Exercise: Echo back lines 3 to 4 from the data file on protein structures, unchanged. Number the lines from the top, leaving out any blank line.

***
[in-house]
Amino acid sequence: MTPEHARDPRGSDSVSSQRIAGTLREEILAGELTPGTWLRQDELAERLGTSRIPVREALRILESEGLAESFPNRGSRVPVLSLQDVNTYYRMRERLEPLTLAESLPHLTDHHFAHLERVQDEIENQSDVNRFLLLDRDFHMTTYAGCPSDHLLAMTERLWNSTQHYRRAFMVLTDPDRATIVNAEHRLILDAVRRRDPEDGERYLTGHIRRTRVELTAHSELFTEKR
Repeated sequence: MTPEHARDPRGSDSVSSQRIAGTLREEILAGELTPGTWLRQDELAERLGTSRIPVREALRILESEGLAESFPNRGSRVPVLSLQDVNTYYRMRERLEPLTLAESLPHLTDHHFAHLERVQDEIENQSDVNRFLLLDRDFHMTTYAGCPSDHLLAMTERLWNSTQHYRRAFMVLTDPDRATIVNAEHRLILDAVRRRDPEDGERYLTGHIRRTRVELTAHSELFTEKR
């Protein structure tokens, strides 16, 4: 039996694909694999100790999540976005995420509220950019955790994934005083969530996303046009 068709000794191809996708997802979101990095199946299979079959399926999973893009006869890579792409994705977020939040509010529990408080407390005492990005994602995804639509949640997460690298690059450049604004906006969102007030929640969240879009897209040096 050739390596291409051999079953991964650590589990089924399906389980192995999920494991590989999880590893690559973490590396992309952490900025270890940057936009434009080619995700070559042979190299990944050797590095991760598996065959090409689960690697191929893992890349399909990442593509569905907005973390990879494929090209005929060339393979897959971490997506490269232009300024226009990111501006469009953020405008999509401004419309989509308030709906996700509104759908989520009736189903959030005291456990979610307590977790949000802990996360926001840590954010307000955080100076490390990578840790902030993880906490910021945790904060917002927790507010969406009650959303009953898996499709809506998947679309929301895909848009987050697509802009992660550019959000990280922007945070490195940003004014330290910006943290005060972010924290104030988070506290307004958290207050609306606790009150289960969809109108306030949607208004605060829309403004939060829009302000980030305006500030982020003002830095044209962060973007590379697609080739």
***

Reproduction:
Repeated sequence: MTPEHARDPRGSDSVSSQRIAGTLREEILAGELTPGTWLRQDELAERLGTSRIPVREALRILESEGLAESFPNRGSRVPVLSLQDVNTYYRMRERLEPLTLAESLPHLTDHHFAHLERVQDEIENQSDVNRFLLLDRDFHMTTYAGCPSDHLLAMTERLWNSTQHYRRAFMVLTDPDRATIVNAEHRLILDAVRRRDPEDGERYLTGHIRRTRVELTAHSELFTEKR
């Protein structure tokens, strides 16, 4: 039996694909694999100790999540976005995420509220950019955790994934005083969530996303046009 068709000794191809996708997802979101990095199946299979079959399926999973893009006869890579792409994705977020939040509010529990408080407390005492990005994602995804639509949640997460690298690059450049604004906006969102007030929640969240879009897209040096 050739390596291409051999079953991964650590589990089924399906389980192995999920494991590989999880590893690559973490590396992309952490900025270890940057936009434009080619995700070559042979190299990944050797590095991760598996065959090409689960690697191929893992890349399909990442593509569905907005973390990879494929090209005929060339393979897959971490997506490269232009300024226009990111501006469009953020405008999509401004419309989509308030709906996700509104759908989520009736189903959030005291456990979610307590977790949000802990996360926001840590954010307000955080100076490390990578840790902030993880906490910021945790904060917002927790507010969406009650959303009953898996499709809506998947679309929301895909848009987050697509802009992660550019959000990280922007945070490195940003004014330290910006943290005060972010924290104030988070506290307004958290207050609306606790009150289960969809109108306030949607208004605060829309403004939060829009302000980030305006500030982020003002830095044209962060973007590379697609080739």